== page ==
Depending on what DAW you are using, you may be able to draw in automation curves and not just straight lines, which can create a more dynamic automation.
To automate values, simply click on the parameter inside Massive that you want to automate and the automation line should appear in your DAW. You can then start changing this line up and down, listening to your bassline as you go. To check that the values in your automation lines are to your liking.
Once you have designed your bass sound, it is very important that you add a sub bass to really fill a track up. You might want to add this sub to a new channel or track in your DAW to give you more control over your sub and main bass independently.
While a single sine wave is the most powerful type of sub bass you can get, it doesn’t always come through clearly on all speaker systems. In a club a single sine wave can be heard very clearly, but on smaller speaker systems like those found on most home hi-fi systems, it might be necessary to thicken up your since wave with another oscillator.
Here are the steps to do it:
- On oscillator 1, use a sine-square or sine-triangle wavetable, with the wavetable position set all the way over to the left (so it is a pure sine wave).
- On oscillator 2, use a sine-square wavetable, and set the pitch to be one octave up from your first oscillator (+12 semitones). Blend the amplitude of oscillator 2 in slowly for a small amount of higher note information.
- Next, on oscillator two, set the wavetable position all the way to the left, then slowly adjust it up toward the square wavetable position, to add a little amount of square wave in with the sine wave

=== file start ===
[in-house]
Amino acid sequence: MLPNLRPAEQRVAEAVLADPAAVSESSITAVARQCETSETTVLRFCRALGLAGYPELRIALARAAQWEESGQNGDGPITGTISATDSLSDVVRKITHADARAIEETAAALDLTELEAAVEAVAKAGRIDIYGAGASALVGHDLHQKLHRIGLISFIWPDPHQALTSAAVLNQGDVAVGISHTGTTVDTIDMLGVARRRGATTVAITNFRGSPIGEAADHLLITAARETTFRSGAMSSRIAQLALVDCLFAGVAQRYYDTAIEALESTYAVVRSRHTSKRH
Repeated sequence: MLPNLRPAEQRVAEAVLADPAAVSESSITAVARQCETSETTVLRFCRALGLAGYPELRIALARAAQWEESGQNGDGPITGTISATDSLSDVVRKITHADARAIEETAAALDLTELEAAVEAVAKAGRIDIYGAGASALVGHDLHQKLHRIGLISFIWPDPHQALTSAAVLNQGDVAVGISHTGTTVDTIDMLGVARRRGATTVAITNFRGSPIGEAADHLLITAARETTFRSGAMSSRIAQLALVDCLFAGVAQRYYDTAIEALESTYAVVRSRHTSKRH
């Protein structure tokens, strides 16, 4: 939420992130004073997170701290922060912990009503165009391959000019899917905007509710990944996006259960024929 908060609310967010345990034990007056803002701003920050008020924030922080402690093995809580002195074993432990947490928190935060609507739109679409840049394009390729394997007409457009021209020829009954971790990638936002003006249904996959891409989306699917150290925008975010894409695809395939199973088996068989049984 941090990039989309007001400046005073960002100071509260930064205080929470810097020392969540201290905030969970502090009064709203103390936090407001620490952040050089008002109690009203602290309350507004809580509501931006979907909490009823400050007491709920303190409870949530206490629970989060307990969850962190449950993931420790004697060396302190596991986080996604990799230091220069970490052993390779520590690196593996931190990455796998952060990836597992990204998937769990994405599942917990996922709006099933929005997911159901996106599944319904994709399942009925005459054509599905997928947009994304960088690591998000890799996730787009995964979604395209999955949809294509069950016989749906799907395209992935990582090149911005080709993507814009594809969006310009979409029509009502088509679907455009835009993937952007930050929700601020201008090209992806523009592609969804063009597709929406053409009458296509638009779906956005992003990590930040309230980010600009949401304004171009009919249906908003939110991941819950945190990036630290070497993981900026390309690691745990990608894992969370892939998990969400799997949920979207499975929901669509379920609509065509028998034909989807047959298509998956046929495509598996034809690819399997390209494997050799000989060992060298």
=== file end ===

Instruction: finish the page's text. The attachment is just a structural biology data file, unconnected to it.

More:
- Add a low-pass filter to trim off any excessive higher frequencies.You may want to increase the resonance on this filter a bit as well.
- You can also add some slight distortion using insert 1 set to pre-filter. The hard clipper might be a good option to go with.
- A slight amount of distortion on FX 1 might also help to thicken up your sub.
- On envelope 4 (the master amplitude envelope), you may want to increase the sustain level to full for a constant tone, or you may want to set it to zero for a pluck-like sound.
- Vibrato on your pitch of amp can add more power to your sub to make the dance floor tremble. You can do this by assigning an LFO to the AMP box, in the 2nd AMP MOD slot below the box where envelope 4 is assigned. This is called the sidechain slot. Adding this LFO to the sidechain slot will affect the amount of envelope 4 (the amplitude envelope). You can then adjust the amp amount on LFO 5 to adjust the amount of vibrato.
- Voicing is best set to mono rotate and legato triller to allow nice trill patterns.
- You may want to add glide to your sub as well.
- Lastly, make sure that the pitch bend up and down amounts on your sub are the same as what you set them to be in your main bass.
Now that your sub is built, you need to add an EQ to your main bass, so that you can roll off all of the low end to make room for your sub to sit in those low frequencies. I typically roll off my main bass with a low cut filter at somewhere between 80 and 120 Hz.
Processing Your Bass After The Synth Patch
Compression, limiting, EQ, sidechain compression are used to mix your bass in your song. You may want to add slight compression to thicken up your bass sound. You may want to use EQ to filter out some of the unwanted tones in your bass, and to accentuate some of the parts that you want. You may want to sidechain both your main bass and your sub bass to your kick and possibly to your snare as well.
This bass mixing stage is a very broad topic, and so I will write another tutorial covering how to mix bass in the near future.
BassGorilla is managed by Luke Ward, AKA Xenflex. Luke has been producing music for 16 years, ranging from hip hop, to drum and bass, dubstep, electro, glitch hop and neurohop. He has had releases with Adapted Records and Maxxed Music to date and his releases have hit the top 20 in their genres in Beatport.